Rebecca also introduced me to the astonishing 1951-1952 period of jewels contained within Hi-Fi Ellington Uptown. Regarding the origins of Ellington’s genius, Otto “Toby” Hardwicke, a friend from childhood and saxophonist in the band for many years observed, “He went inside himself to find it. He’s an only, that’s for sure. They threw away carbons.”

At His Very Best
Duke Ellington and His Orchestra

When assembling the program for In a Mellotone (RCA Victor LPM-1364), a collection of Ellington recordings from 1940-1942, I noted that we had omitted several vital selections in our desire to collate only those recordings that had not previously been available on L.P. Since then, it has become increasingly evident that even 10” L.P.s have now become collectors’ items, and so we are including in this Ellington album several of the 1940-42 achievements that should never be allowed to go out of circulation.

The personnel of the band on the first side, unless otherwise noted, consists of: Trumpets — Wallace Jones, Cootie Williams, Rex Stewart; Trombones — Joe “Tricky Sam” Nanton, Lawrence Brown, Juan Tizol; Clarinet — Barney Bigard; Saxophones — Otto Hardwick, Johnny Hodges, altos; Ben Webster, tenor; Harry Carney, baritone; Rhythm Section — Fred Guy, guitar; Sonny Greer, drums; Jimmy Blanton, bass; Duke Ellington, piano.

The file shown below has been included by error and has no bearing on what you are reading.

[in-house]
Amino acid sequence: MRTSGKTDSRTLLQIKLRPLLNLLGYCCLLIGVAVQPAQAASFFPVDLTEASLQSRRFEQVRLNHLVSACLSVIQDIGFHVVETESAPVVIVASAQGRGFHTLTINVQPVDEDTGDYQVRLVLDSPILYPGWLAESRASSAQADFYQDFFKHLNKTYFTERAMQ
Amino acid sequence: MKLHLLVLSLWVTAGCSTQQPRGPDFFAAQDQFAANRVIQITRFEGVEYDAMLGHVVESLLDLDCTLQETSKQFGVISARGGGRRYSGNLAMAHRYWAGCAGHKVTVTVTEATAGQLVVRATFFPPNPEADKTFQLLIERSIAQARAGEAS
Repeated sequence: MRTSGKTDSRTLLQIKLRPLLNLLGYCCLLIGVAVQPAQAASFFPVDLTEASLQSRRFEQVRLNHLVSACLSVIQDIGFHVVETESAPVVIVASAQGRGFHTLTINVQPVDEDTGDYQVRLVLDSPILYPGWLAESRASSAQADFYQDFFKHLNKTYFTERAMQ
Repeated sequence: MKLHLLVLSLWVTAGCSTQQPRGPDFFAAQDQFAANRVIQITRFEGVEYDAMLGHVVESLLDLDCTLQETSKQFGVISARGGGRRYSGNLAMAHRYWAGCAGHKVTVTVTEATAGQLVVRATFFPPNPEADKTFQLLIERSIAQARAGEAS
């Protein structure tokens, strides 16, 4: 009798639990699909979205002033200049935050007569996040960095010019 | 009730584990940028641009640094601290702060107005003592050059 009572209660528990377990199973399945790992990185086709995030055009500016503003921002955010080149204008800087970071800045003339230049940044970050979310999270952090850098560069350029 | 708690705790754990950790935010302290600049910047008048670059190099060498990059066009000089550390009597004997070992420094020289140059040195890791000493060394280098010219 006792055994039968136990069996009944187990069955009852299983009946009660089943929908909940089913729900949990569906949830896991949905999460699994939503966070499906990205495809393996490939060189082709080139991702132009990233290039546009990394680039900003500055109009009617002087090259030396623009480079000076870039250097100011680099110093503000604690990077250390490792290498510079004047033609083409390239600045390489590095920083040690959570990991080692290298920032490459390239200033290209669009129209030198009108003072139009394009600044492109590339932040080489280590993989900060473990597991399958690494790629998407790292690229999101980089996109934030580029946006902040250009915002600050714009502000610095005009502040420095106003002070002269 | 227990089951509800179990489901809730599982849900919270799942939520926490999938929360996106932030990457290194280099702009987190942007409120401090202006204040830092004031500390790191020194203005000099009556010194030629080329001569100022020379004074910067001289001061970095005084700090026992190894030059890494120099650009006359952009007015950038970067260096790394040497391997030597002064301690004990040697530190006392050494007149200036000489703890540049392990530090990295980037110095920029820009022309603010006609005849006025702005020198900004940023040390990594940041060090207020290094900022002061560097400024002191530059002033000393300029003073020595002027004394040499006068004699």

Side 1
Jack the Bear (March 6, 1940)
This Ellington composition and arrangement was, noted Leonard Feather, “the first band number written to present Jimmy Blanton whom Ellington had discovered a few months before and who, until his tragic death in 1942, was to revolutionize the concept of the use of his instrument in jazz, raising it from the level of a rhythm instrument to one with melodic solo potentialities.” The soloists are: Blanton, Ellington, Bigard, Williams, Bigard again, Carney, Tricky Sam Nanton and Blanton.

Concerto for Cootie (March 15, 1940)
Later called Do Nothin’ Till You Hear from Me, Concerto for Cootie (Williams) is the subject of a detailed analysis in André Hodeir’s Jazz: Its Evolution and Essence (Grove Press). Writes Hodeir: “Concerto for Cootie is a masterpiece ... because it doesn’t have that slight touch of softness which is enough to make so many other deserving records insipid ... because the musical substance of it is so rich that not for an instant does the listener have an impression of monotony ... We have here a real concerto in which the orchestra is not a simple background, in which the soloist doesn’t waste his time in technical acrobatics or in gratuitous effects. Both have something to say, they say it well, and what they say is beautiful. Finally, Concerto for Cootie is a masterpiece because what the orchestra says is the indispensable complement to what the soloist says; because nothing is out of place or superfluous in it; and because the composition thus attains unity.”

Harlem Air Shaft (July 22, 1940)